Arce’s victory was not enough to overcome the effects of the coup in Bolivia. Currently, the country is strongly threatened by the confluence of the anti-democratic interests of various political groups, paramilitaries and religious fundamentalists who seek to prevent the inauguration of the new government, scheduled for November 8. Institutionally, there is no doubt about the validity of Arce’s victory, which has already been confirmed by the Bolivian Electoral Court, but even so, several groups continue to question the procedure. Day after day, new allegations of fraud and all sorts of accusations arise, even without any material evidence.
As expected, the core of criticism against the electoral process comes from the city of Santa Cruz, a fortress of the Bolivian far right and where the articulations that led to the overthrow of Evo Morales originated last year. In Santa Cruz, the demonstrations have already started, and the agenda is just one: that the elections be annulled. With this goal, the demonstrators have hardened their speech and called on the Bolivian Armed Forces to intervene.
On the evening of November 2, at a meeting, the Cruceñista Youth Union (UJC) – a Santa Cruz-based far-right paramilitary group – decided to completely ignore the election results, demanding a “citizen, military and police audit” of the current Bolivian electoral situation. UJC is one of the most violent political groups in Latin America, having carried out beatings and murders during the protests against Evo Morales last year. In addition to calling on the military to “put order in the country”, UJC militants are blocking roads and various strategic locations in the country with the aim of causing chaos and instability – in short, the strategy is to generate social disorder to justify the necessity of military intervention – which will seem to be the only possible way out.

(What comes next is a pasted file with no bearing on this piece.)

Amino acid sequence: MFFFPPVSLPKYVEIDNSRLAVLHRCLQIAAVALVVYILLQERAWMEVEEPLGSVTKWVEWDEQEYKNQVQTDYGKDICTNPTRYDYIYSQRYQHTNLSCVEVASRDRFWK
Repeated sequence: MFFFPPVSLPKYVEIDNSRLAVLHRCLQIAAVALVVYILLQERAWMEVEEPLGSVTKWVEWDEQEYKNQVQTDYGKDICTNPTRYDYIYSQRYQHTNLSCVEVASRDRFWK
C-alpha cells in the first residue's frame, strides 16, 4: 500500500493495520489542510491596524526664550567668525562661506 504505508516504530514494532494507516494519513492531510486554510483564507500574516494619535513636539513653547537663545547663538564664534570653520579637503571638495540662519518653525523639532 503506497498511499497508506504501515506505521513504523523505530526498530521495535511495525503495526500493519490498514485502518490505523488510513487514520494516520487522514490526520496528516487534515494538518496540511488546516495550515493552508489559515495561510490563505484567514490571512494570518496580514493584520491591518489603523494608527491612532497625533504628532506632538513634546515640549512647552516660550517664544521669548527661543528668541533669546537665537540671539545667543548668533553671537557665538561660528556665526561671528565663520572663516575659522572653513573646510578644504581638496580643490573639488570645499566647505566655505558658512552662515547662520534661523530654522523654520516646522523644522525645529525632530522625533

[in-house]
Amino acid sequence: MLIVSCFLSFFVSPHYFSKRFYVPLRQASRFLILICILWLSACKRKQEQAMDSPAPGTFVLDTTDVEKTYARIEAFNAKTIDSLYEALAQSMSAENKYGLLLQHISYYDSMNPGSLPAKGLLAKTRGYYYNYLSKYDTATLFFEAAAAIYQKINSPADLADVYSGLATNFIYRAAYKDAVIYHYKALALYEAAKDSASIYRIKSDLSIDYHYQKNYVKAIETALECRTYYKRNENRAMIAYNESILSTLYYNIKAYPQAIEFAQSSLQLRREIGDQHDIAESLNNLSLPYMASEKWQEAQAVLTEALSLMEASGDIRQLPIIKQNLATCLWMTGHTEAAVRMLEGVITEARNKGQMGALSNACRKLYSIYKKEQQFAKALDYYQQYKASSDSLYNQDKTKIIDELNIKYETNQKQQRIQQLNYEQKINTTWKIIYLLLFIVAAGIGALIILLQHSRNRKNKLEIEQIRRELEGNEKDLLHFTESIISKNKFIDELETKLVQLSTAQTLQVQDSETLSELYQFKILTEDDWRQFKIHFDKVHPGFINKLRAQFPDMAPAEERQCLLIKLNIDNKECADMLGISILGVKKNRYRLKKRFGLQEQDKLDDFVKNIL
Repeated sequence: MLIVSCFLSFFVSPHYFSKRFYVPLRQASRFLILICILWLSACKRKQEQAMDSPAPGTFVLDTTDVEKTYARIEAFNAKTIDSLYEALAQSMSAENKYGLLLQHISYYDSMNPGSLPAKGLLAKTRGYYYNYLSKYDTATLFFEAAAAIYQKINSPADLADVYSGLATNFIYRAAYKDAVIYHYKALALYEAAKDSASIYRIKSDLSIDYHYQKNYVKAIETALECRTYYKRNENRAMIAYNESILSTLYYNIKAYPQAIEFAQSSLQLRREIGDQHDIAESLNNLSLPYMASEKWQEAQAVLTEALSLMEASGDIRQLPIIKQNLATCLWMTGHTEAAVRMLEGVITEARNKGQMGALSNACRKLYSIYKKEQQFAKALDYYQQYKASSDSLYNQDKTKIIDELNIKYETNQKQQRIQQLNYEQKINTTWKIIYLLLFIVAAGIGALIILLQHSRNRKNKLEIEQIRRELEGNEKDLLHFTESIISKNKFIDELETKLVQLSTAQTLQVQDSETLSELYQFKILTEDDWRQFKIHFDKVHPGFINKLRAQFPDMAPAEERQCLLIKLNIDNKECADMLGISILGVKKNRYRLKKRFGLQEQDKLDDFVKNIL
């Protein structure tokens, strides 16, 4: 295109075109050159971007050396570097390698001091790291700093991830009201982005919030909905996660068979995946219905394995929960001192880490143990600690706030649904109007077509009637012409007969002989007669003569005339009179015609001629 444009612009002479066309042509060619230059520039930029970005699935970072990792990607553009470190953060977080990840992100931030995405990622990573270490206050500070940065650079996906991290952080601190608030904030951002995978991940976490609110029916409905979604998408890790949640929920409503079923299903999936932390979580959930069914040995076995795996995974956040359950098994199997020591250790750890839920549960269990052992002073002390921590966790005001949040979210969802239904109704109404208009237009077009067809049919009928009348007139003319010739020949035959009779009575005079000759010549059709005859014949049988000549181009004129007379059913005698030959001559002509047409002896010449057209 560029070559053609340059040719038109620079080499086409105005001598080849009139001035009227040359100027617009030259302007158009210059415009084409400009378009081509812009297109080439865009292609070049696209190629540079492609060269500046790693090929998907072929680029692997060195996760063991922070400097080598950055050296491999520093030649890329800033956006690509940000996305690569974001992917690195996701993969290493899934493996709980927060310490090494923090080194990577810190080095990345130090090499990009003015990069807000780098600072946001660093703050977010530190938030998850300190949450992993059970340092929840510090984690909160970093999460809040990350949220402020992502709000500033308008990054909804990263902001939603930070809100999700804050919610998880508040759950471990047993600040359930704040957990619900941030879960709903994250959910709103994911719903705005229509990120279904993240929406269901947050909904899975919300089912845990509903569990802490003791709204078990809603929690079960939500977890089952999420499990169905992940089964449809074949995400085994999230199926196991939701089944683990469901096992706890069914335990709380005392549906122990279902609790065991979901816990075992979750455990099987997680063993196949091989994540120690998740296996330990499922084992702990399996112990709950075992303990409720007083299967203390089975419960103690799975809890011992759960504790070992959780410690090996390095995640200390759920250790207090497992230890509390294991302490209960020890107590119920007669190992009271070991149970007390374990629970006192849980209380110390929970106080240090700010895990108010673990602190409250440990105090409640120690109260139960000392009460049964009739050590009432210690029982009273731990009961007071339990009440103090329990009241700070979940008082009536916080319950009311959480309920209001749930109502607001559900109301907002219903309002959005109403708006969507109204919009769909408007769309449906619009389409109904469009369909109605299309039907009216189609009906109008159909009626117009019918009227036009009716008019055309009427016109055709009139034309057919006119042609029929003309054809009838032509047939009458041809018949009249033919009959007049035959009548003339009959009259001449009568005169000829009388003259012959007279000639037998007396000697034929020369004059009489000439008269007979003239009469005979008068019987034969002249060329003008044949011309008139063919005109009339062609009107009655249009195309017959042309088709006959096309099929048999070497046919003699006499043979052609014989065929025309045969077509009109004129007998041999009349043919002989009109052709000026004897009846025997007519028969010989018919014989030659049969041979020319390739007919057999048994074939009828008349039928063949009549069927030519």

However, now the problem goes beyond UJC: some retired military personnel have recently come together to form active political groups, characterized by common agendas with the UJC, such as policy of alignment with the US, economic liberalism and racism against indigenous people. These military nuclei currently ask Añez to refuse to pass the position to Arce. Although Arce’s victory was recognized, Añez and her ministers made no public response to repudiate the requests they have been receiving from extremist groups,